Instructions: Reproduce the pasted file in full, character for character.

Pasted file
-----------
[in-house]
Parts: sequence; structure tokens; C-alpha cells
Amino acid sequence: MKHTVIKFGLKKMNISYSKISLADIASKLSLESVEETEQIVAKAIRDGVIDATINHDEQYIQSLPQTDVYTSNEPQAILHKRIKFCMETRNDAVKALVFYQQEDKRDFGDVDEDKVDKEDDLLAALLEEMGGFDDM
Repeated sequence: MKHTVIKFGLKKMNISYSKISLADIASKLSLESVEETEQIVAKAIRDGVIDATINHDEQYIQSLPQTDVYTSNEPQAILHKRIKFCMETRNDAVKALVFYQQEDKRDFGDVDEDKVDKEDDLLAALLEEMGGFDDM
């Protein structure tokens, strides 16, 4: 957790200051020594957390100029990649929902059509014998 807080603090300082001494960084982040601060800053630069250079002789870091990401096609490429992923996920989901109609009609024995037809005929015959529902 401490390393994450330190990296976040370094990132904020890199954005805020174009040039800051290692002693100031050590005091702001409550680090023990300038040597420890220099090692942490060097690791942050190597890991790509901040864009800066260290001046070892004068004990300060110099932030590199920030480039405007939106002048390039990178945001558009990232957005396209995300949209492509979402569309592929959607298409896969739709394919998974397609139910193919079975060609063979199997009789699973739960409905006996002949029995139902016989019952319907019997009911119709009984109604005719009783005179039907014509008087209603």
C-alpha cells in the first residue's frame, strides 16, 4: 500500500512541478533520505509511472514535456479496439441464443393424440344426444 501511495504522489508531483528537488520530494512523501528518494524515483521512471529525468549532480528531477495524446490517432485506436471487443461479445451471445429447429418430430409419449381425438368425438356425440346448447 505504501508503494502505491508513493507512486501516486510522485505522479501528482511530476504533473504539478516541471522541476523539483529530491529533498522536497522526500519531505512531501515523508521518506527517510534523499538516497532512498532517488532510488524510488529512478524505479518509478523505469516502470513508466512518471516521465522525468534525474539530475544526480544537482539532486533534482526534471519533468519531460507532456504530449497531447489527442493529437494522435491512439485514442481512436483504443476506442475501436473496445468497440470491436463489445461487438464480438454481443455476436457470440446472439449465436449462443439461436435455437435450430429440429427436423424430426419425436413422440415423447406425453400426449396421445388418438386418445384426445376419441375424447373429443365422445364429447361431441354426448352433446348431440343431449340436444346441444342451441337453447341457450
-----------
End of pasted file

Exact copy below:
[in-house]
Parts: sequence; structure tokens; C-alpha cells
Amino acid sequence: MKHTVIKFGLKKMNISYSKISLADIASKLSLESVEETEQIVAKAIRDGVIDATINHDEQYIQSLPQTDVYTSNEPQAILHKRIKFCMETRNDAVKALVFYQQEDKRDFGDVDEDKVDKEDDLLAALLEEMGGFDDM
Repeated sequence: MKHTVIKFGLKKMNISYSKISLADIASKLSLESVEETEQIVAKAIRDGVIDATINHDEQYIQSLPQTDVYTSNEPQAILHKRIKFCMETRNDAVKALVFYQQEDKRDFGDVDEDKVDKEDDLLAALLEEMGGFDDM
């Protein structure tokens, strides 16, 4: 957790200051020594957390100029990649929902059509014998 807080603090300082001494960084982040601060800053630069250079002789870091990401096609490429992923996920989901109609009609024995037809005929015959529902 401490390393994450330190990296976040370094990132904020890199954005805020174009040039800051290692002693100031050590005091702001409550680090023990300038040597420890220099090692942490060097690791942050190597890991790509901040864009800066260290001046070892004068004990300060110099932030590199920030480039405007939106002048390039990178945001558009990232957005396209995300949209492509979402569309592929959607298409896969739709394919998974397609139910193919079975060609063979199997009789699973739960409905006996002949029995139902016989019952319907019997009911119709009984109604005719009783005179039907014509008087209603």
C-alpha cells in the first residue's frame, strides 16, 4: 500500500512541478533520505509511472514535456479496439441464443393424440344426444 501511495504522489508531483528537488520530494512523501528518494524515483521512471529525468549532480528531477495524446490517432485506436471487443461479445451471445429447429418430430409419449381425438368425438356425440346448447 505504501508503494502505491508513493507512486501516486510522485505522479501528482511530476504533473504539478516541471522541476523539483529530491529533498522536497522526500519531505512531501515523508521518506527517510534523499538516497532512498532517488532510488524510488529512478524505479518509478523505469516502470513508466512518471516521465522525468534525474539530475544526480544537482539532486533534482526534471519533468519531460507532456504530449497531447489527442493529437494522435491512439485514442481512436483504443476506442475501436473496445468497440470491436463489445461487438464480438454481443455476436457470440446472439449465436449462443439461436435455437435450430429440429427436423424430426419425436413422440415423447406425453400426449396421445388418438386418445384426445376419441375424447373429443365422445364429447361431441354426448352433446348431440343431449340436444346441444342451441337453447341457450